Waititi and Clement are also developing a sequel to the movie. Called We're Wolves, the film will catch up on the wolf pack established in the first move and explore their lives in a similar mockumentary style.

Clement and Waititi have confirmed (albeit possibly with tongue firmly in cheek) that they see the movies and TV shows as all taking place in one big universe (possibly Waititi's exposure to the Marvel and Star Wars universes coming through there) and there's a chance characters from the original movie may show up in both TV shows in some capacity.

Season 1 of HIS DARK MATERIALS wraps shooting

Filming has been completed on Season 1 of His Dark Materials, the BBC/New Line co-production based on Philip Pullman's novels of the same name.

The new TV series, planned to span five eight-episode seasons, will adapt the three books of the trilogy (Northern Lights, The Subtle Knife and The Amber Spyglass) in full. It is the second attempted adaptation of the series, following on from the 2007 movie The Golden Compass. This new series is a total reboot with no relation to the movie version.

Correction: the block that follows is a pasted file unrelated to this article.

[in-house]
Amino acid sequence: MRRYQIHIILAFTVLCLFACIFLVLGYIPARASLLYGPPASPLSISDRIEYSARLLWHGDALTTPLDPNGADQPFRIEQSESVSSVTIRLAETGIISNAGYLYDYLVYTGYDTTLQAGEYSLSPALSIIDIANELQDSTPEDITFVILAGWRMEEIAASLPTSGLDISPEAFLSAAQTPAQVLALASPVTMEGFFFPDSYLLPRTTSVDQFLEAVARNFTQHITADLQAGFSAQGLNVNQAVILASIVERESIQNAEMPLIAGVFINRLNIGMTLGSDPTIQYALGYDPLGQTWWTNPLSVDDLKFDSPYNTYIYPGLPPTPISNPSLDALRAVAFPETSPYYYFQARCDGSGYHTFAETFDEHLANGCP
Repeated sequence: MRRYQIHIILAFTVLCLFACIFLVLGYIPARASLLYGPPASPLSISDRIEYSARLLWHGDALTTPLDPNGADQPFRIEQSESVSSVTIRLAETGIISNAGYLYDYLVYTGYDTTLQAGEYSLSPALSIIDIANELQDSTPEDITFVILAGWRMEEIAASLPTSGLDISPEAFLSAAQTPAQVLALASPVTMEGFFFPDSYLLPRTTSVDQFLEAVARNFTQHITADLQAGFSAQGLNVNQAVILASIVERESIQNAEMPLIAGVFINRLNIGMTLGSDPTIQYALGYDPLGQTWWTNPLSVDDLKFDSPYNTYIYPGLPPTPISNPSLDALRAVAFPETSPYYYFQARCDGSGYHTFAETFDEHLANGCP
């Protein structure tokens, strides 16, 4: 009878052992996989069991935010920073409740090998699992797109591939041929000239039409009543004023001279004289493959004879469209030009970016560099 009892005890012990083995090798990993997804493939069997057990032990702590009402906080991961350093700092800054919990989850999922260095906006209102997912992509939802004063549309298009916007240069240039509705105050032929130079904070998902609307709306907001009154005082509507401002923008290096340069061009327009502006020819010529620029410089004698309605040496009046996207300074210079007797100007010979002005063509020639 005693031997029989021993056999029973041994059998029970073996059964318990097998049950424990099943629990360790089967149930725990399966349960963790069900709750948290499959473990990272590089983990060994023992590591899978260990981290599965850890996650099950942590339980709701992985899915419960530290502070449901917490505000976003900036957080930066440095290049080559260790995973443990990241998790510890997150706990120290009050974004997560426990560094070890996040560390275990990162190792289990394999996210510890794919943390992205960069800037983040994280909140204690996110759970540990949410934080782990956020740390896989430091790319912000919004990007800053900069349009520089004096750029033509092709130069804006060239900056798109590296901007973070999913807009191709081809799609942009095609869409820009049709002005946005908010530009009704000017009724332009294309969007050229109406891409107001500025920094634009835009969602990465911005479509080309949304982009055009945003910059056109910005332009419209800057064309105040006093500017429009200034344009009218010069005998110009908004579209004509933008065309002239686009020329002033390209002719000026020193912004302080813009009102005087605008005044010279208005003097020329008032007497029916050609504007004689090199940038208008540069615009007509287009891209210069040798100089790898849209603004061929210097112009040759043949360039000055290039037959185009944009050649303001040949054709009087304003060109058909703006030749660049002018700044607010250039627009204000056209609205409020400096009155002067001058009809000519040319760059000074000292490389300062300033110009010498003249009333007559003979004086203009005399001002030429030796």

A second season has already been greenlit and will now enter pre-production. Season 1 will undergo a heavy period of post-production and will air on BBC-1 in the UK and HBO in the United States, most likely in the summer or autumn of 2019.

The series stars Dafne Keen (Logan) as Lyra, Lin-Manuel Miranda (Hamilton) as Lee Scoresby, James McAvoy (X-Men) as Lord Asriel and Ruth Wilson as Ms. Coulter.

Wednesday, 12 December 2018

Axis & Allies & Zombies

Axis & Allies & Zombies is a new variant of the classic WW2 strategy board game, which is rapidly approaching its 40th anniversary. As with most previous versions, the game pits the Axis (Germany and Japan) against the Allies (the United States, the Soviet Union and the British Empire) in a recreation of WW2, with both sides conquering territory to gain resources and using those resources to build more military units. A simple dice-rolling mechanic resolves combat and makes for a somewhat simple game, but where complex strategies can emerge.

As the name suggests, this game throws the classic paradigm into disarray by adding zombies. Rather than forming a third faction, the zombies emerge as more of an environmental hazard. Fresh zombies are generated by an outbreak card deck (vaguely reminiscent of Pandemic's outbreak cards) and arise in combat, with every killed infantry unit generating a new zombie unit. Massed battles with lots of infantry, particularly on the Eastern Front, can therefore become very unpredictable with tons of zombies arising mid-battle to attack both sides.